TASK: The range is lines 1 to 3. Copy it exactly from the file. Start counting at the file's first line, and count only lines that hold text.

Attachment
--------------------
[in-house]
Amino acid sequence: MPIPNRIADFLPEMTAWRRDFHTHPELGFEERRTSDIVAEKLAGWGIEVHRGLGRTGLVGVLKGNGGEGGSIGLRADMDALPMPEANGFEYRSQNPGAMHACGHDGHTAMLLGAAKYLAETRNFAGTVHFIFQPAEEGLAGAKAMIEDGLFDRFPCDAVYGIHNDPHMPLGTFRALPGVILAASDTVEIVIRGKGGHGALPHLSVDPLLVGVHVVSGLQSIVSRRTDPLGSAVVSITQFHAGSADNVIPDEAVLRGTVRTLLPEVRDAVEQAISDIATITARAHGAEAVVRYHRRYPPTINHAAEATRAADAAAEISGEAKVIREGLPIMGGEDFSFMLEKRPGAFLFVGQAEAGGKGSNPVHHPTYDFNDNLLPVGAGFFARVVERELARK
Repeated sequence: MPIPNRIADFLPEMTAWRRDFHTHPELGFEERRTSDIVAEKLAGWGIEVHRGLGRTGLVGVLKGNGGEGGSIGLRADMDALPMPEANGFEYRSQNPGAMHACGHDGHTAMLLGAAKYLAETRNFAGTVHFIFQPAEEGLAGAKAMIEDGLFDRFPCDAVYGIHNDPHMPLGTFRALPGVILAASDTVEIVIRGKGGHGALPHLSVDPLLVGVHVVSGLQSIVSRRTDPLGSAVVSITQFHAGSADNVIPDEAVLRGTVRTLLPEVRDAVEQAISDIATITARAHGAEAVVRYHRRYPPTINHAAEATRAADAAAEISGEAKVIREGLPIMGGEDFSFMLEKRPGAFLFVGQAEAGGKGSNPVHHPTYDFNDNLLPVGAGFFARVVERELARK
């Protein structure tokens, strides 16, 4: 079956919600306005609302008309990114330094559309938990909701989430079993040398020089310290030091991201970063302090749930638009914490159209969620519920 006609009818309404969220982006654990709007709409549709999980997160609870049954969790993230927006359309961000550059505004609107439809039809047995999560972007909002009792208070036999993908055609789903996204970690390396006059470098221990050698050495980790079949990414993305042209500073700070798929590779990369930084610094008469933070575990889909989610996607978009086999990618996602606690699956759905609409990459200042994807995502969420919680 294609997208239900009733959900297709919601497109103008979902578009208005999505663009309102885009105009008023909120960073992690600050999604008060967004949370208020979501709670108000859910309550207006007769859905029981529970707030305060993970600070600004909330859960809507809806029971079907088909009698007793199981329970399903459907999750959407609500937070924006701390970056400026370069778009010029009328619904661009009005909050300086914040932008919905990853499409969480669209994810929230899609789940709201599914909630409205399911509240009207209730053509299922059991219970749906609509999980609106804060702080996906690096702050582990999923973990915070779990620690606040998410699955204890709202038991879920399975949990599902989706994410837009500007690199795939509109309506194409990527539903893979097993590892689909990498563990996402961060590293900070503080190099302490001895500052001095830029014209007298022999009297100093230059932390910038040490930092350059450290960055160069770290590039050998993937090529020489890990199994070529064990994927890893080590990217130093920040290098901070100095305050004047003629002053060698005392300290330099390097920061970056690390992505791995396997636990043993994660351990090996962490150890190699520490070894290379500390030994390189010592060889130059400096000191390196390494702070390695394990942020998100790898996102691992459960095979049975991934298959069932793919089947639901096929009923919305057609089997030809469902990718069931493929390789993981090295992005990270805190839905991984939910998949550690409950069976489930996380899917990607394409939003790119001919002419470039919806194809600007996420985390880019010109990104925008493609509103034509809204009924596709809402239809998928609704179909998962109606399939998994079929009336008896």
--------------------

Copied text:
[in-house]
Amino acid sequence: MPIPNRIADFLPEMTAWRRDFHTHPELGFEERRTSDIVAEKLAGWGIEVHRGLGRTGLVGVLKGNGGEGGSIGLRADMDALPMPEANGFEYRSQNPGAMHACGHDGHTAMLLGAAKYLAETRNFAGTVHFIFQPAEEGLAGAKAMIEDGLFDRFPCDAVYGIHNDPHMPLGTFRALPGVILAASDTVEIVIRGKGGHGALPHLSVDPLLVGVHVVSGLQSIVSRRTDPLGSAVVSITQFHAGSADNVIPDEAVLRGTVRTLLPEVRDAVEQAISDIATITARAHGAEAVVRYHRRYPPTINHAAEATRAADAAAEISGEAKVIREGLPIMGGEDFSFMLEKRPGAFLFVGQAEAGGKGSNPVHHPTYDFNDNLLPVGAGFFARVVERELARK
Repeated sequence: MPIPNRIADFLPEMTAWRRDFHTHPELGFEERRTSDIVAEKLAGWGIEVHRGLGRTGLVGVLKGNGGEGGSIGLRADMDALPMPEANGFEYRSQNPGAMHACGHDGHTAMLLGAAKYLAETRNFAGTVHFIFQPAEEGLAGAKAMIEDGLFDRFPCDAVYGIHNDPHMPLGTFRALPGVILAASDTVEIVIRGKGGHGALPHLSVDPLLVGVHVVSGLQSIVSRRTDPLGSAVVSITQFHAGSADNVIPDEAVLRGTVRTLLPEVRDAVEQAISDIATITARAHGAEAVVRYHRRYPPTINHAAEATRAADAAAEISGEAKVIREGLPIMGGEDFSFMLEKRPGAFLFVGQAEAGGKGSNPVHHPTYDFNDNLLPVGAGFFARVVERELARK